Amazon Canceled A League Of Their Own, But It'll Forever Be The Show That Rescued My Love For Baseball

When I was a little girl, I fell in love with baseball. 

It's the kind of love story that many people will go through in their lifetimes. A hobby enters your life, sparkles like an apple on a high tree limb. Sometimes you climb toward it but can't reach it. Sometimes you just sit on the ground and admire it from afar. And sometimes, that apple falls right on your head, and it knocks you out.

I was 12 years old when the movie version "A League of Their Own" came out, and it changed my life. "A League of Their Own" made me want to watch baseball, and even play it. I was probably the only person who watched the sitcom spin-off they made for it, and I'll tell you, I wore out that old VHS tape. 

Unfortunately, I didn't get to follow this newfound passion — a lack of opportunity, rigid gender norms, and small-town nonsense prevented me from doing so. Other hobbies replaced baseball. My interests changed and shifted as I aged. And then arrived a new version of "A League of their Own." This time, it came in the form of a television series that reflected a queer world filled with people who were, in their own way, utterly familiar to me. I became a fan instantly, and in the process, it brought back my childhood love of the sport. 

Not everyone was thrilled about the new show. I had friends who predicted it would be nothing more than a tired retelling of the movie. Me? I loved it, and that's what matters. And while Amazon Prime may have canceled "A League of Their Own," the series will live on ... if not at another network, then in my heart.

Doris helped me find my potential

When I was 12, I wanted to be Doris Murphy (Rosie O'Donnell). Okay, I was really more like poor Marla Hooch (Megan Cavanagh) — awkward, strong of mind, but a romantic at heart. I was much more introspective and quieter than Doris, and preferred to spend most of my time alone with a book. However, I looked like Doris, and I wanted to be just like her — with her wisecracks, her talent, and her ability to shoot from the hip.

Most importantly, that summer I first saw "A League of Their Own," I instantly fell in love with baseball. I started following the Red Sox, and I attended a minor league game. And yet, in real life, I had nowhere to go with my interests, because the people around me weren't hospitable to the idea of me pursuing this interest. Sure, my parents had always been willing to toss a ball around with me, but the tiny Catholic junior high I attended had an athletic program that consisted of playing on the blacktop or shooting a ball (not even a basketball) into one of two hoops; we didn't even have a jungle gym for the younger kids to play on when I was going there. The junior league teams operating near me either wouldn't take girls, or they wouldn't take people who didn't go to a certain junior high school.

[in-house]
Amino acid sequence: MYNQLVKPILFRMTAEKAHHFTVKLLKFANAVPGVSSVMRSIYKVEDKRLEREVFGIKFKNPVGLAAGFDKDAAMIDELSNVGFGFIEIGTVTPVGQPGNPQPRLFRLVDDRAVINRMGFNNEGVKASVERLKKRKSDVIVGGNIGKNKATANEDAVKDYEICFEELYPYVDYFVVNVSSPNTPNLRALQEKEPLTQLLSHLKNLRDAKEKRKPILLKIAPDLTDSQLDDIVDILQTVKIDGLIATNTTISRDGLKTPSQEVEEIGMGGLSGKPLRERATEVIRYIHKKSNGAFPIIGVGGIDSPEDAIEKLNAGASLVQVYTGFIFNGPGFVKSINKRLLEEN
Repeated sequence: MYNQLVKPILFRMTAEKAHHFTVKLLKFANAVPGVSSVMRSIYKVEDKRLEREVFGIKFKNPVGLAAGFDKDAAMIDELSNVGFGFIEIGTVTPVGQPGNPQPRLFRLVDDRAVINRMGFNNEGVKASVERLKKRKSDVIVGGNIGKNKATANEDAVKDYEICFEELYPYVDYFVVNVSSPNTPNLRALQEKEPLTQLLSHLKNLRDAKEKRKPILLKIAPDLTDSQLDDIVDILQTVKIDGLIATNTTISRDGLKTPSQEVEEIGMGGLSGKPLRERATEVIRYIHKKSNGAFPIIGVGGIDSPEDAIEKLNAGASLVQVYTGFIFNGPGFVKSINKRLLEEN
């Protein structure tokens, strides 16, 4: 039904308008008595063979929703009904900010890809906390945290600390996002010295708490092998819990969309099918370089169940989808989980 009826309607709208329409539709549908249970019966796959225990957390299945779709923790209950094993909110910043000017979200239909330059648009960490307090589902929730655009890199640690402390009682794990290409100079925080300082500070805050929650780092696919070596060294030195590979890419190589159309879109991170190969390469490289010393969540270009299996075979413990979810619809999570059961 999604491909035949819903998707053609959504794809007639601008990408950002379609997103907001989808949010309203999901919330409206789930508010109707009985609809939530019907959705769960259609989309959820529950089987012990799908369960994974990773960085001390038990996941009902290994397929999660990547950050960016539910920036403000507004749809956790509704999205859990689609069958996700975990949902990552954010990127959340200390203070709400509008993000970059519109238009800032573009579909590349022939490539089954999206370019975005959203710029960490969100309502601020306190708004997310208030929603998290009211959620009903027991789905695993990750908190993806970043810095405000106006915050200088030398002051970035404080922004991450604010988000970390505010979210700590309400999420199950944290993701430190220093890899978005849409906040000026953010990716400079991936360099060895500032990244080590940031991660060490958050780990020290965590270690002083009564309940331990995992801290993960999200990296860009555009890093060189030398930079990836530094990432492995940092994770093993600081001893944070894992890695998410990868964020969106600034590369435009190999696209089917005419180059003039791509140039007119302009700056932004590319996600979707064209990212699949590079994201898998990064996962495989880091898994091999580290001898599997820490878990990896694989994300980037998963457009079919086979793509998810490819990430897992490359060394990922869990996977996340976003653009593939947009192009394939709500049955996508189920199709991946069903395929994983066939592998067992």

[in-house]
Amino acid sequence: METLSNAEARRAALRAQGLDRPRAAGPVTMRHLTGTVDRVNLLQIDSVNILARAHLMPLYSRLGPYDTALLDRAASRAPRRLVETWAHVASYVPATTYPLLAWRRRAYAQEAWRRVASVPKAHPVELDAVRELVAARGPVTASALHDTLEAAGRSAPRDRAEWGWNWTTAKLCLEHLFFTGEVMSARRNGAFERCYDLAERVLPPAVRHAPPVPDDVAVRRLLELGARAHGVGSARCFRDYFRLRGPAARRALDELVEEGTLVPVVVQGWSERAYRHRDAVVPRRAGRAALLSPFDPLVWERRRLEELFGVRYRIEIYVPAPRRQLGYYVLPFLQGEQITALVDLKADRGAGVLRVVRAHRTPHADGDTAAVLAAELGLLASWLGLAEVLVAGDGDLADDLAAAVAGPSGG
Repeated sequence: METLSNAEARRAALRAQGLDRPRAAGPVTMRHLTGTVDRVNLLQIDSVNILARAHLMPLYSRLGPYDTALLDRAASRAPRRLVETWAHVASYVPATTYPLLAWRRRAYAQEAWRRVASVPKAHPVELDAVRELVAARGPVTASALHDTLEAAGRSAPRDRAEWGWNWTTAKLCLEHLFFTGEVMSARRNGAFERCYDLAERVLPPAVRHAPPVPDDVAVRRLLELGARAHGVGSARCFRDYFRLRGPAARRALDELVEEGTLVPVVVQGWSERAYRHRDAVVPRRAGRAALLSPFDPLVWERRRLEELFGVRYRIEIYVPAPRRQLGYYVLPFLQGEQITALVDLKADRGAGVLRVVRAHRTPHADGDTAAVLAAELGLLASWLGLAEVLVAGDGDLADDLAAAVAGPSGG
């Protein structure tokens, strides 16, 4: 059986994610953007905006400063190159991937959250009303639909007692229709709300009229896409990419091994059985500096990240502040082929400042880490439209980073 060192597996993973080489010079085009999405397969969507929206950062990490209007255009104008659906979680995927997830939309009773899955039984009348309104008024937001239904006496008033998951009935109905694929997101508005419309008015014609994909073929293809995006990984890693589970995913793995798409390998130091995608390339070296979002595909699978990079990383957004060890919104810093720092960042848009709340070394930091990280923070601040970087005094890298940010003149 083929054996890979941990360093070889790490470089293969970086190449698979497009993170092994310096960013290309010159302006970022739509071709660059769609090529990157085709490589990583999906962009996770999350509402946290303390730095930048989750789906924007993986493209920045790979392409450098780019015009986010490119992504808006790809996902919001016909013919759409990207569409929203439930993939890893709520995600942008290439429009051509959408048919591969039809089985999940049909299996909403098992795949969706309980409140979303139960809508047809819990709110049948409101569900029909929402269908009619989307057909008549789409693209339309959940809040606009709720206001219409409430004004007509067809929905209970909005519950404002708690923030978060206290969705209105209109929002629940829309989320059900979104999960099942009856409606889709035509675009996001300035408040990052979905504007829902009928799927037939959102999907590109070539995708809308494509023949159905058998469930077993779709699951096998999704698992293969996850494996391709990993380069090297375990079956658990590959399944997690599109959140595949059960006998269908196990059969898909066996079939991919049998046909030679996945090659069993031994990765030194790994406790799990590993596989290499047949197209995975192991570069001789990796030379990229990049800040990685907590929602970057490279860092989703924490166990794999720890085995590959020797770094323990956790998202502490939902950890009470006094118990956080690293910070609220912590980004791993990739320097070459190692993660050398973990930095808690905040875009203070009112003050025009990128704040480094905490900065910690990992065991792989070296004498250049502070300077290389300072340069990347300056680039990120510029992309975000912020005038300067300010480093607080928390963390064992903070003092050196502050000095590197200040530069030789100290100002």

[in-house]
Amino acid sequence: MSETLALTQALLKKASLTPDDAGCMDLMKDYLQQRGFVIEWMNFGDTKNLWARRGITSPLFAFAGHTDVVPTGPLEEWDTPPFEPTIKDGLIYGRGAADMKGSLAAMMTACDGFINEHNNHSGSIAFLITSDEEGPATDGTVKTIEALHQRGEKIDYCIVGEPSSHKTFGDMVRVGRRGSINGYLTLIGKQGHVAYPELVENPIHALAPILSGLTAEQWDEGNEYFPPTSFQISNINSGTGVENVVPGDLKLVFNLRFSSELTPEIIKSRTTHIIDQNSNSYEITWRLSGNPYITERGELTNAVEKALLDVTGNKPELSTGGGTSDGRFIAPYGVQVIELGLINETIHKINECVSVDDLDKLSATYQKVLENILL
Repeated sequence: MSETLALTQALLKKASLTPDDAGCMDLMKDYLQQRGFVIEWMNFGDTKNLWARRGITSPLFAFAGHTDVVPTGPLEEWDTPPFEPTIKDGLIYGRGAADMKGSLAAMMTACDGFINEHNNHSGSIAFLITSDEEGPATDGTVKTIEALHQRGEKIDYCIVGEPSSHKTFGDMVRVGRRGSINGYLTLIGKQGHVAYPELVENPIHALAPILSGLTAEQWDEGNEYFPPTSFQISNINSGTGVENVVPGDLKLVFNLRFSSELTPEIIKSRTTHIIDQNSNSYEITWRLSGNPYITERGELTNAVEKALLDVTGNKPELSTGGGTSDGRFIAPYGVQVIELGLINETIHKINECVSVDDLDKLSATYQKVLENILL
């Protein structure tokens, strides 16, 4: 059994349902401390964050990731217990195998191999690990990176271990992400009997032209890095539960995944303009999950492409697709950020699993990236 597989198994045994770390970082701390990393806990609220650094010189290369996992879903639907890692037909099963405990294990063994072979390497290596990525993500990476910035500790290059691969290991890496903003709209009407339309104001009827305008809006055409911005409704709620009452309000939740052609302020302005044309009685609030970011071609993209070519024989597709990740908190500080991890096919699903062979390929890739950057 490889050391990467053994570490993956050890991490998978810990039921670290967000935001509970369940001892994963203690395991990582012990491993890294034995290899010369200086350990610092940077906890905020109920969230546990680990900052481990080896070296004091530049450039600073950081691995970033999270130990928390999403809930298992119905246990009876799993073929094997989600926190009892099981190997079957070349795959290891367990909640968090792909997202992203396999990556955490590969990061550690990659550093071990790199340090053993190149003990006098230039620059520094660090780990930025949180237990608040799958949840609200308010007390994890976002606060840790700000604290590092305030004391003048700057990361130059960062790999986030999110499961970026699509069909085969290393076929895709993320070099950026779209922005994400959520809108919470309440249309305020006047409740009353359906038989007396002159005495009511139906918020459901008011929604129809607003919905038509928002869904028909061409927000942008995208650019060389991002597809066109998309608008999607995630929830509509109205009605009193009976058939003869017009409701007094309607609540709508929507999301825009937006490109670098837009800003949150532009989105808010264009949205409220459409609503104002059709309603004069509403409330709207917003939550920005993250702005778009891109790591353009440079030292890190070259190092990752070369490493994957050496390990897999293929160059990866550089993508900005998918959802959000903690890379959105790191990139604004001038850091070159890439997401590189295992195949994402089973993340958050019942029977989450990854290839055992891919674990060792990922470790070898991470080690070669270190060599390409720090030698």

And so, I was forced to leave baseball behind. I satisfied myself with other interests, other hobbies, as I grew. Baseball became background noise. But the iconoclastic Doris always stayed in my mind.

In spite of some harsh words, I was sucked into the new A League of Their Own

"It looks like a shot-for-shot remake."

A lifelong friend of mine, who I'd known for over 20 years, said this when the trailer for Amazon Prime's take on "A League of Their Own" dropped. She's the kind of person who has a tendency to make snap judgements that get her in social trouble more often than not; she has a strong opinion and no filter. I love her, but she was so wrong about that trailer, and that time, I had to tell her so.

That's the power of a good TV show. "A League of their Own" took what I loved about the movie and made it richer, grander, smarter, and braver. There were more girls who looked and acted like me. And there again was "Doris" — Rosie O'Donnell, this time playing Vi, a bartender in an underground club for queer people, which gets raided — driving home how dangerous things are for Carson (Abbi Jacobson), Greta (D'Arcy Carden) and all of their friends as they explore love and romance in the pre-Stonewall 1930s. How could I help but fall in love with the show?

A lot of people fell in love with the new "A League of their Own," too. The community it built is strong and still thriving. And I spent so much emotional time on the baseball diamond that I ended up watching real baseball again. This series brought me back to my old, teenage self, and I was happy to be reunited with her.

A League of Their Own's cancelation is saddening, but its message lives on in me

Good things don't last forever, sadly.  And so it was with the controversial canceling of "A League of their Own." While we will at least be getting a second season, it'll only be four episodes. It's a sad ending to a show that, by all rights, ought to have the six seasons and a movie that "Community" was eventually rewarded with. 

Yet, the show's already changed hundreds of lives, including mine. And this time, it doesn't have to end with the show's closing credits. Today, there aren't the same rules and regulations standing in our way. Now that Amazon Prime has canceled the show, I'm going to take my love for baseball to the world around me, as I go out and support both women's minor league teams and professional teams. Maybe someday, I'll find a league, too, where I can step out there on my own two feet, bat and glove at the ready. Good TV shows, and good movies, can rescue a person like that. Sometimes, the right story is all you really need to find some part of your personality that means the world to you.

I'll see you at centerfield.